While I enjoyed this book, I was a little frustrated with the portrayal of Victoria herself.  Though she had much to grapple with and needed to be strong in many ways, she most often came across as a very self-interested character.  Readers will want to cheer for Victoria as she faces each new challenge, but some might find it hard to like her at times.  In contrast, almost every other character in the book is complex, sympathetic,and interesting.  I also hoped to see more of Prince Albert, but his role in the book is much smaller in comparison to Lord Melbourne.  If you're interested in more of a historical fiction character study than a romance, this is a good choice.

BHG

Dark Matter

Dark Matter
By Blake Crouch
Crown Publishers, 2016. 342 pgs. Sci-fi

Jason Dessen is happy with his life. He has a secure job teaching at a small community college and a wonderful wife and son to go home to.  A part of him wonders if he could have had more or been more, but he rarely regrets any of his choices.
Then one night he is kidnapped, knocked out,  and wakes to very different life.  In his new life he has accomplished the ultimate professional success but seems to lack fulfillment in any other aspect of his existence.  Desperate to return to the life he loved, Jason will go up against impossible obstacles and face the worst in himself.
This is a fast paced thriller that will keep you reading through the night.  The premise is fascinating but required me to suspend disbelief a bit, which I usually don’t mind doing for a good story.  And this, is a good story!

CG

Diary of a Tokyo Teen

Diary of a Tokyo Teen
By Christine Mari Inzer
Tuttle Publishing, 2016. 127 pgs. Graphic Novel

When just fifteen, Christine travels to Japan alone to spend the summer visiting family and reconnecting with the country she was born in. Through illustrated journal entries, this travelogue written and illustrated by Christine, takes us through her experiences with planes, trains, food, geisha, sight-seeing, and the various people she encounters. Each page or two feels like its own journal entry, sometimes with photographs included along with the illustrations.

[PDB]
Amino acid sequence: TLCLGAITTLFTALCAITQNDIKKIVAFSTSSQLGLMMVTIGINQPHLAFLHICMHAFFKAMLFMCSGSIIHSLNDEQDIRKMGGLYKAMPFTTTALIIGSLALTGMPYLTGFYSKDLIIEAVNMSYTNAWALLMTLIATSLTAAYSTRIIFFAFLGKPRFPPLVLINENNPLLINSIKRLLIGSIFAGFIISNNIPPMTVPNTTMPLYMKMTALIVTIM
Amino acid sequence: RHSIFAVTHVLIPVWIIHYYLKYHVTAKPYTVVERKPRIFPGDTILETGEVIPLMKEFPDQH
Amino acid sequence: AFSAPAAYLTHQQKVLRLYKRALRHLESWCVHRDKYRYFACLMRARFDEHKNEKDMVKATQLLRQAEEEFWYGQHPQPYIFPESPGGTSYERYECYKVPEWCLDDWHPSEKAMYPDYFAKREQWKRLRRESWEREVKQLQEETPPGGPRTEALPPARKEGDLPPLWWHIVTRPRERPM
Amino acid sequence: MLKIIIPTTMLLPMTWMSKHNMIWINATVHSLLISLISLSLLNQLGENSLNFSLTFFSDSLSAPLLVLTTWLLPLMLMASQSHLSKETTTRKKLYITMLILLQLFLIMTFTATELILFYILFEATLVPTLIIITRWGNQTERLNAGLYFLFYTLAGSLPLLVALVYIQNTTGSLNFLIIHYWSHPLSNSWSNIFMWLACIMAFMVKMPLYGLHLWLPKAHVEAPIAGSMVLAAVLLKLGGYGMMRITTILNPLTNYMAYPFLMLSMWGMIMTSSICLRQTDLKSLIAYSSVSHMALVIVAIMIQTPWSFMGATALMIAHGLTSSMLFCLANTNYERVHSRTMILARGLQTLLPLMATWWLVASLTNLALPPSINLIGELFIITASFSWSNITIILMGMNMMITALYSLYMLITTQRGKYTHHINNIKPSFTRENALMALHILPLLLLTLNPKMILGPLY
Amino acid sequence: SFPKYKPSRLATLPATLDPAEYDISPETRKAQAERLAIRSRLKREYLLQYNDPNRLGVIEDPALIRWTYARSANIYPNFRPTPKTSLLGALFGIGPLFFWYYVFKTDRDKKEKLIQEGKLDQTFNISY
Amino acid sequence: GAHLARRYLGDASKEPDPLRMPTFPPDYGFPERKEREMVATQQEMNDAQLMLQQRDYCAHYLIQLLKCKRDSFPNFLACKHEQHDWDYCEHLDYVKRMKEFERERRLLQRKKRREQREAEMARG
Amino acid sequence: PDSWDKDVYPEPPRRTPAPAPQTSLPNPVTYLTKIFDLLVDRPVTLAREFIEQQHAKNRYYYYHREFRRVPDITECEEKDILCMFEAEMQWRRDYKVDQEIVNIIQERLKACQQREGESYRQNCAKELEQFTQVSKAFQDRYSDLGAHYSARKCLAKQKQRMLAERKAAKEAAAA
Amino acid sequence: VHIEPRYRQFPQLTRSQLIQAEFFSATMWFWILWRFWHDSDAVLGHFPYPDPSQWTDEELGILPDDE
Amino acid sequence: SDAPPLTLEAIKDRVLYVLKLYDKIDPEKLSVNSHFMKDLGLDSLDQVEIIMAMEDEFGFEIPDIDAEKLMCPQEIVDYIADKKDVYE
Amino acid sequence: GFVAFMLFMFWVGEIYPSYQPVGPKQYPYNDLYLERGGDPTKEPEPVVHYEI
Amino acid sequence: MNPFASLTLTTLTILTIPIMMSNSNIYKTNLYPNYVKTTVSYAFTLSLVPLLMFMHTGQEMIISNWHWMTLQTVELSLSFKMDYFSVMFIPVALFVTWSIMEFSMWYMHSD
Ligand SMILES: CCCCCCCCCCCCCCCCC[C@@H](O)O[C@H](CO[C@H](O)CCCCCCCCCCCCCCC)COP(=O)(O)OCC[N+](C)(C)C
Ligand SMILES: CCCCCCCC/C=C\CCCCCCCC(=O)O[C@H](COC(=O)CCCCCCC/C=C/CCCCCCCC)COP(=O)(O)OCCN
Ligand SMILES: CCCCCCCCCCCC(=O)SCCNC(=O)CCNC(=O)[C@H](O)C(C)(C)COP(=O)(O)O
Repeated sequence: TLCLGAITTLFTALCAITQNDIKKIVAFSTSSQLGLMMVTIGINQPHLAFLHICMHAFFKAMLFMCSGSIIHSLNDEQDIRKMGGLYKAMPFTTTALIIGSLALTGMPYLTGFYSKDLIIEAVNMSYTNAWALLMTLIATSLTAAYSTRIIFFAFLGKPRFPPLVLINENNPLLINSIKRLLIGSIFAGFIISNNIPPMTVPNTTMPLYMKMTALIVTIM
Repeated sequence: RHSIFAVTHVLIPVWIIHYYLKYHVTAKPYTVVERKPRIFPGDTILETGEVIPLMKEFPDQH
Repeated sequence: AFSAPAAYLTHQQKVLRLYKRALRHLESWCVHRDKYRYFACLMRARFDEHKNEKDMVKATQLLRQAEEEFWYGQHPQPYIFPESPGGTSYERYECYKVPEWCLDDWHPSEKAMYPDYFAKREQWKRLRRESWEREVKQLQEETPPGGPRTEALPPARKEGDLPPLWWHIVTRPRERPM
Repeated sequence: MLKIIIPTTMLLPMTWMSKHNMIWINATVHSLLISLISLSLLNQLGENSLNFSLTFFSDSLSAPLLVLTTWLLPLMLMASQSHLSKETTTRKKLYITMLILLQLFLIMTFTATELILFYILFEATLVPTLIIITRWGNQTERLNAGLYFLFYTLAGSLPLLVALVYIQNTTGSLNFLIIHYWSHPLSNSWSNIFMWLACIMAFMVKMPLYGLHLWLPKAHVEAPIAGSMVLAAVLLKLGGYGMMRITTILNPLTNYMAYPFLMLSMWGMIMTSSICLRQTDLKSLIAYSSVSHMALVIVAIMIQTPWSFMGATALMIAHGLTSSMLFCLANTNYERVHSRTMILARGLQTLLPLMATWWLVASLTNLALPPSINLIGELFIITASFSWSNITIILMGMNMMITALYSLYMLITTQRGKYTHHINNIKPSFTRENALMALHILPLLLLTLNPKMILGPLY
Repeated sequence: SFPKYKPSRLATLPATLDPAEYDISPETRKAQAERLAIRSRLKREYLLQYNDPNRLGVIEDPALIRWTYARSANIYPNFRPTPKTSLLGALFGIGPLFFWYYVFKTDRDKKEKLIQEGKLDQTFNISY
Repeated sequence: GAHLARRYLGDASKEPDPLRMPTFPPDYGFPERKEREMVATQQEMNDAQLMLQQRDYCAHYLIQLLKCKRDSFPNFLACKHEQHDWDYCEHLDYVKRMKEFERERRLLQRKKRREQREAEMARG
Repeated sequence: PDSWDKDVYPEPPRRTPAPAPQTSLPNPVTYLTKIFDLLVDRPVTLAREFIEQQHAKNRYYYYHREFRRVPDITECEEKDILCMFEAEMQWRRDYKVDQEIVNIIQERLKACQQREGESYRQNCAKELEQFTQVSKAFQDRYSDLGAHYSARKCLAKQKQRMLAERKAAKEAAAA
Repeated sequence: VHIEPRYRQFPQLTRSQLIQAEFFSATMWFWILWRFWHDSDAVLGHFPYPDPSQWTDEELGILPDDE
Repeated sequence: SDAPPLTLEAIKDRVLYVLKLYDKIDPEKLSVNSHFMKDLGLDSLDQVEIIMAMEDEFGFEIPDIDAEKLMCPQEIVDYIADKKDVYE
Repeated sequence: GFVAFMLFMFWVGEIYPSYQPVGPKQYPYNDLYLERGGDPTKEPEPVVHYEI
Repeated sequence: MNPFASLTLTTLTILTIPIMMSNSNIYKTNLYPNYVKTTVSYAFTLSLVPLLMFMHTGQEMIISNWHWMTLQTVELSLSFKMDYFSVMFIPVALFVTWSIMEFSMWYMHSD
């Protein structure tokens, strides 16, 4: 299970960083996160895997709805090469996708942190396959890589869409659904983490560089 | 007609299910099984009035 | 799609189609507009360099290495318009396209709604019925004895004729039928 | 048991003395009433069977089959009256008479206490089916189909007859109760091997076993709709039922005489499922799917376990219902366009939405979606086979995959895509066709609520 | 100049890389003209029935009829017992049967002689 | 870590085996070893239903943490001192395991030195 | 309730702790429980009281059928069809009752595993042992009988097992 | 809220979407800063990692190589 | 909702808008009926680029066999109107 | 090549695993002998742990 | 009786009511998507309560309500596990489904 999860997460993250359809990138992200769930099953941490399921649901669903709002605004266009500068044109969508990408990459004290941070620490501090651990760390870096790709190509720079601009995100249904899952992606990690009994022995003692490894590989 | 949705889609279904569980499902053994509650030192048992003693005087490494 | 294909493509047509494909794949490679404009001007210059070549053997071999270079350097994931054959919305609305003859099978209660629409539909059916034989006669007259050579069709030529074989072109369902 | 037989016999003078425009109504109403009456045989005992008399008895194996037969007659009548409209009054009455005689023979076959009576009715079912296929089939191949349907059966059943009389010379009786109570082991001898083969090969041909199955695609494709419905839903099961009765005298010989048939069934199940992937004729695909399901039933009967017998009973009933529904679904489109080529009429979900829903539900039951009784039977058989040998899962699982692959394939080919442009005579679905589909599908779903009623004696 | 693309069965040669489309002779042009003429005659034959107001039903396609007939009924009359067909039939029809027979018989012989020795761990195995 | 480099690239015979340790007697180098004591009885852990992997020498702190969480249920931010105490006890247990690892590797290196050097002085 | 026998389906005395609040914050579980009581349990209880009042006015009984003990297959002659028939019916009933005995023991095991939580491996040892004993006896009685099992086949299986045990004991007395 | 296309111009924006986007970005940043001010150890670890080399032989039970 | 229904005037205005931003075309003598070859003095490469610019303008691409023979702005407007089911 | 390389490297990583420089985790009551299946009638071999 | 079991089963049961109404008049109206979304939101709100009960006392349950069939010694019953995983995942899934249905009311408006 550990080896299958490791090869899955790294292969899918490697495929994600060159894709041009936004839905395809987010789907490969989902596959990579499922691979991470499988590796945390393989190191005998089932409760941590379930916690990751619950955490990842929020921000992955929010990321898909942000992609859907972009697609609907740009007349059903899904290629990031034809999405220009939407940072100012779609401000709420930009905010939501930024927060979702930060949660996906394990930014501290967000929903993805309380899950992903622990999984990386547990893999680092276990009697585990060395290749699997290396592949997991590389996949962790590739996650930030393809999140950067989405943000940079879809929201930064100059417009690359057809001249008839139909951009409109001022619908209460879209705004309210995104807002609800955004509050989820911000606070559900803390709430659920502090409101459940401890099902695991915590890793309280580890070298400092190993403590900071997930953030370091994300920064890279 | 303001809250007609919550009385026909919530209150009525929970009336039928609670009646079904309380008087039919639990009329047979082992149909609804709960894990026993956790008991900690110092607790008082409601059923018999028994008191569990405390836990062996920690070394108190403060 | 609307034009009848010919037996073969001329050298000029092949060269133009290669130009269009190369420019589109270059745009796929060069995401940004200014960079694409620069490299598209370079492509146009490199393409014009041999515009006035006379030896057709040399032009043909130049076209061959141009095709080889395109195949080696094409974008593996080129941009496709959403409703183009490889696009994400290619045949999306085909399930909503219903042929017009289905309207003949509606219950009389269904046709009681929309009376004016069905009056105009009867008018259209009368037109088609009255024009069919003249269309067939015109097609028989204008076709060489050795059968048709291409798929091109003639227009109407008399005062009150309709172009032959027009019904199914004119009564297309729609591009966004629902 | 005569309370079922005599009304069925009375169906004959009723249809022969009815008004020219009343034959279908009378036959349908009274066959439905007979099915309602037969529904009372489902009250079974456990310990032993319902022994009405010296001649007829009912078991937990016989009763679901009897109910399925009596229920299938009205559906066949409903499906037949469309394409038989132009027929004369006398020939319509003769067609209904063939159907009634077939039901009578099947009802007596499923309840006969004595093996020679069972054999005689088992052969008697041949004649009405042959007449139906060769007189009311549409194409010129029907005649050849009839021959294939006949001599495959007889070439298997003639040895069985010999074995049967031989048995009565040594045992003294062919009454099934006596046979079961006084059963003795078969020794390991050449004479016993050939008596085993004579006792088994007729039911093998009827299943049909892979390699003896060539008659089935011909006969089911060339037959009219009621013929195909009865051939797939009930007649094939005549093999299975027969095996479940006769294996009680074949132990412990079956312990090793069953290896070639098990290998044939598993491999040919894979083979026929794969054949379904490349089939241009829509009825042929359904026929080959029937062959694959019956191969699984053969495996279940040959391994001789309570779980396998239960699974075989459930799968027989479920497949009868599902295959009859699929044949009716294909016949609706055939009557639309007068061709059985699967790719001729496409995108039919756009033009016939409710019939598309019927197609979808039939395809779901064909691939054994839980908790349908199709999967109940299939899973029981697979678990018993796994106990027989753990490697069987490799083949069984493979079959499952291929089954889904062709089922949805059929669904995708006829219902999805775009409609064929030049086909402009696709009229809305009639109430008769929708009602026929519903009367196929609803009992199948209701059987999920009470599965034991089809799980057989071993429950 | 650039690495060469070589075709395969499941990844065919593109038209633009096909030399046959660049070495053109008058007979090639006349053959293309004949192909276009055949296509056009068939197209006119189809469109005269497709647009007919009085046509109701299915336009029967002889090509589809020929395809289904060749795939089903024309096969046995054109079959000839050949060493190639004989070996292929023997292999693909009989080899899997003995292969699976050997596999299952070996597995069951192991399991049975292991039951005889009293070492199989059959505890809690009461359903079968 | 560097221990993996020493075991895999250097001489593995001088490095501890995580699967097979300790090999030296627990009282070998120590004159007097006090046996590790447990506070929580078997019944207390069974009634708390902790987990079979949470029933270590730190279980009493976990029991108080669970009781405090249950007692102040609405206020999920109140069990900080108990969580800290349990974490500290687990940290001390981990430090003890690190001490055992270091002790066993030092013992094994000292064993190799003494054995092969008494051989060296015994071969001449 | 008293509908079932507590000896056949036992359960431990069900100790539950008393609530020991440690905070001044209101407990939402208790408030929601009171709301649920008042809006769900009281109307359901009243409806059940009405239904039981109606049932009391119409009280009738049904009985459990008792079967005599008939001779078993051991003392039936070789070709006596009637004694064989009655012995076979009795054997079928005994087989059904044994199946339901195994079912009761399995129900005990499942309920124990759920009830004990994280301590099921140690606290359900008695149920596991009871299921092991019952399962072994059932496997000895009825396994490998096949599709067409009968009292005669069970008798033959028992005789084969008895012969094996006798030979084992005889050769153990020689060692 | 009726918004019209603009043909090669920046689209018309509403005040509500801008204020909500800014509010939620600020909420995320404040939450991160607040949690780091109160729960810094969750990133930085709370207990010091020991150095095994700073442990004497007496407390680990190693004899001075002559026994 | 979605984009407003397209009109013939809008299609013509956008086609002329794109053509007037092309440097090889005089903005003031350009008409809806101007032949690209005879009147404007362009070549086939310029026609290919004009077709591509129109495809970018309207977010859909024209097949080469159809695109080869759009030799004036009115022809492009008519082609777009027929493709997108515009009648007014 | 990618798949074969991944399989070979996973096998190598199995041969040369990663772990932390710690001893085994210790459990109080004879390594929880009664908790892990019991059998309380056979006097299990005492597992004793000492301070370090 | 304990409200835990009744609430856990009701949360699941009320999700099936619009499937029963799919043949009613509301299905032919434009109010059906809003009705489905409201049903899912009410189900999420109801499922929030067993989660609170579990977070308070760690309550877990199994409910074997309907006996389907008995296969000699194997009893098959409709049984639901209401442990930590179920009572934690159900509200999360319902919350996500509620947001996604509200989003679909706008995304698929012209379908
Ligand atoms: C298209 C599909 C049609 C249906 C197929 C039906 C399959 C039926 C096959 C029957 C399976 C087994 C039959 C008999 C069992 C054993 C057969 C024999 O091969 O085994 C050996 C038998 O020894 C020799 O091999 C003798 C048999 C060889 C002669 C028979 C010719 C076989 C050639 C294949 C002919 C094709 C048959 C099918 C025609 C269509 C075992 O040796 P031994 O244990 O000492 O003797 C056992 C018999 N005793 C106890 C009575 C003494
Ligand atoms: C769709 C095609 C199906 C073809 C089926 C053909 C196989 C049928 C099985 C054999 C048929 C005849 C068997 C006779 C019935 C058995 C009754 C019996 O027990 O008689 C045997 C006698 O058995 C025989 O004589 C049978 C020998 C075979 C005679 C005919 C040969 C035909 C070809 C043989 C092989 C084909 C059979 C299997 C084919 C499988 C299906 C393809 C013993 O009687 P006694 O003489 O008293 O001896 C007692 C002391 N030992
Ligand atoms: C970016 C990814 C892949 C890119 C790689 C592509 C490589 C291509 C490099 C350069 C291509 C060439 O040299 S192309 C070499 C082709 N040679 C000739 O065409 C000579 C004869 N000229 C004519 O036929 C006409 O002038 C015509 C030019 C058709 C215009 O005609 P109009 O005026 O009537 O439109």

This was a charming and fast read. It doesn’t read like a continuous narrative, but more like disjointed, humorous journal entries. Most pages have pretty simple illustrations with descriptive text, explaining either what’s going on or why something stood out to the author. It was fun to see Tokyo through the eyes of this young Japanese-American. I feel like this was probably a very memorable way for Christine to capture her trip, and it inspires me to do something similar on my own future vacations abroad.

ACS

Wednesday, January 25, 2017

The Tea Planter's Wife

The Tea Planter's Wife
by Dinah Jeffries
Crown, 2016. 432 pgs. Fiction.

Gwendolyn Hooper, a naïve, young Englishwoman, follows her new husband to Ceylon (now Sri Lanka), where he owns a tea plantation. The newlyweds love each other, but distance arises between them as soon as Gwen arrives. Mystery surrounds the death of Laurence’s first wife and their young son, and Gwen quickly becomes wary of her husband’s close relationship with a local socialite. One evening, jealous and drunk, Gwen leaves a family party and stumbles to bed. Nine months later, she gives birth, in Laurence’s absence, to a white boy and a mixed race girl. Shocked, confused, and terrified, she makes a decision that leaves her heartbroken and mired in secrecy.

The Tea Planter’s Wife definitely held my curiosity. As the novel progressed, I found myself making wild guesses about how the plot would work out, and I ended up being wrong on basically every count. It was difficult to discern who the “good guys” and villains were in this tale, which made the twists and turns more compelling. Jeffries takes on some difficult topics – race relations, colonialism, rape, infidelity, secrecy and trust, mental illness, and more, and I largely think she succeeds. She does an especially lovely job of painting the scene with her evocative, atmospheric descriptions of 1920s Ceylon. Her writing can be a little dense at times, but the plot pulled me in, in spite of (or maybe because of) the melodrama.

SR

The Bookshop on the Corner

The Bookshop on the Corner
By Jenny Colgan
Harper Collins, 2016. 368 pgs. Fiction

Nina Redmond loves finding the perfect book for a reader. She is a librarian at a small branch library when the library system decides to close her branch. Nina isn't really interested in working at the main library where the emphasis seems to be more on computers and cafes than books. She can't imagine not being able to put books in the hands of people on a daily basis.

She begins dreaming about what she does want to do if she's not going to be a librarian anymore. She knows that she wants to continue recommending books and decides to open up a mobile bookshop. Nina finds an advertisement for a van that looks perfect for her needs, so one weekend she takes a trip from her home in the city to the rolling hills of  rural Scotland. The van turns out to be much larger than it looks and the locals at the pub scoff at her ability to make this plan work. However after a lot of grit and determination, Nina's bookshop becomes a reality. Along the way she discovers how strong and tenacious she really is and finds love along the way.